Friday, June 22, 2007

What happens when you've made all the reasonable cut back and you can't raise taxes on anything most people will notice, because it'll never make it past your retarded legislature?

You get proposed taxes on ticket sellers.

I'd go into to it more, but Jasper and Whalebomb have done an admirable job over at webvomit. Their well informed opinions are based by solid logic, which can basically be boiled down to -- don't believe that Ticketmaster has the best interest of concert goers at heart and don't believe Mike Illitch isn't more concerned about his own wallet than yours. I've received emails from Palace Sports and Entertainment as well asking me to "oppose" this terrible injustice.

The Illitch's have spent a lot of money in Detroit, created a nice little stretch of Woodward Detroit can be proud of and rebuilt horrible sports franchises into winners (don't forget the Red Wings sucked bad in the seventies and eighties), but they are notoriously "forgetful" about paying contractors and other companies they do business with. I'd usually hate to throw off such a generalization about a whole family, except that I personally know of examples of Little Cesar's, Olympia Entertainment and the grown Illitch children all stiffing other people and companies with the bill.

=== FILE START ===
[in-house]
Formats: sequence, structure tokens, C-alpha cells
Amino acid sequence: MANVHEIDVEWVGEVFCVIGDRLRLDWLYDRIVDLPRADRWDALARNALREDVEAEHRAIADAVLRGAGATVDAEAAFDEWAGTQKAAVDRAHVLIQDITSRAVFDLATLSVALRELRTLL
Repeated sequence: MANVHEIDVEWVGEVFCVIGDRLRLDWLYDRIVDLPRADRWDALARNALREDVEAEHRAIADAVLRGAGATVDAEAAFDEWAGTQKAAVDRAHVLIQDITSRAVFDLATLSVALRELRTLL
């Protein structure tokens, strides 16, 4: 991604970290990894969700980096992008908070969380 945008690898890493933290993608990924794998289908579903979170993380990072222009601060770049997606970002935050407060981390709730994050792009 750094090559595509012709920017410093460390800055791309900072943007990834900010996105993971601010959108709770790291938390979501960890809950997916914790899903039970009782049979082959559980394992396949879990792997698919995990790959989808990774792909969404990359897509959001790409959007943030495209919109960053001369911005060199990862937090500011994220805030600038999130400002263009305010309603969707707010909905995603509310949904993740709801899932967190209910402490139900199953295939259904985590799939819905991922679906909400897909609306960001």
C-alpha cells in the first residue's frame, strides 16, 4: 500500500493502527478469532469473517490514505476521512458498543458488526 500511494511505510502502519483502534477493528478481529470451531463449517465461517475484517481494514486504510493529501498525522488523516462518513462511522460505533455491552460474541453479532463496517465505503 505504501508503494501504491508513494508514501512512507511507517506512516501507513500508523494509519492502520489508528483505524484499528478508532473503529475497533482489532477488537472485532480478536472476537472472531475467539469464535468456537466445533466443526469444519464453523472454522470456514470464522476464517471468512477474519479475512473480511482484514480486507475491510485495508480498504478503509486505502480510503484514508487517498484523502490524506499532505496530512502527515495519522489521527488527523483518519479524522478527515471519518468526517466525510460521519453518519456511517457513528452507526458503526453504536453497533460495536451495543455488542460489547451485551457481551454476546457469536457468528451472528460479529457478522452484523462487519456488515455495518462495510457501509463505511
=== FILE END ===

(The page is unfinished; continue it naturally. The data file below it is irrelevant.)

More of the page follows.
PS I'm eating leftover $7 dollar deep dish as I type this, great deal.

Ignore the ads and support the ticket tax or luxury tax or whatever, the state is in a budget crisis and while there's likely pork out there to be cut, we need to keep funding our roads, education and business development (particularly in the tech sectors.)

Labels: , ,


Anonymous Anonymous said...

How about raising the state sales tax a penny or two instead? Why not raise the sin taxes yet again? Better yet, tax the shit out of "fast food". That Happy Meal comes to $14.25...would you like to supersize it? A firearms tax would make more sense than tickets, but the NRA & gun toting freaks in MI would snuff that out.


12:52 PM  
Blogger Gorilla said...

There not really taxing tickets, they're taxing ticket sellers. Presumably, ticketmaster would like to pass the tax along to you the buyer, but it wouldn't inherently raise ticket prices.

I think it's a good way to raise some extra dough for the state that is seeing revenue decrease as the state economy declines.

11:47 AM  
Blogger Yale Bloor said...


More taxes? what ever happened to economics 101? create jobs and oppertunity and you create more tax payers! what a concept. raise taxes and strangle the economy. makes sense!

just my humble opinion

11:55 AM  

Post a Comment

<< Home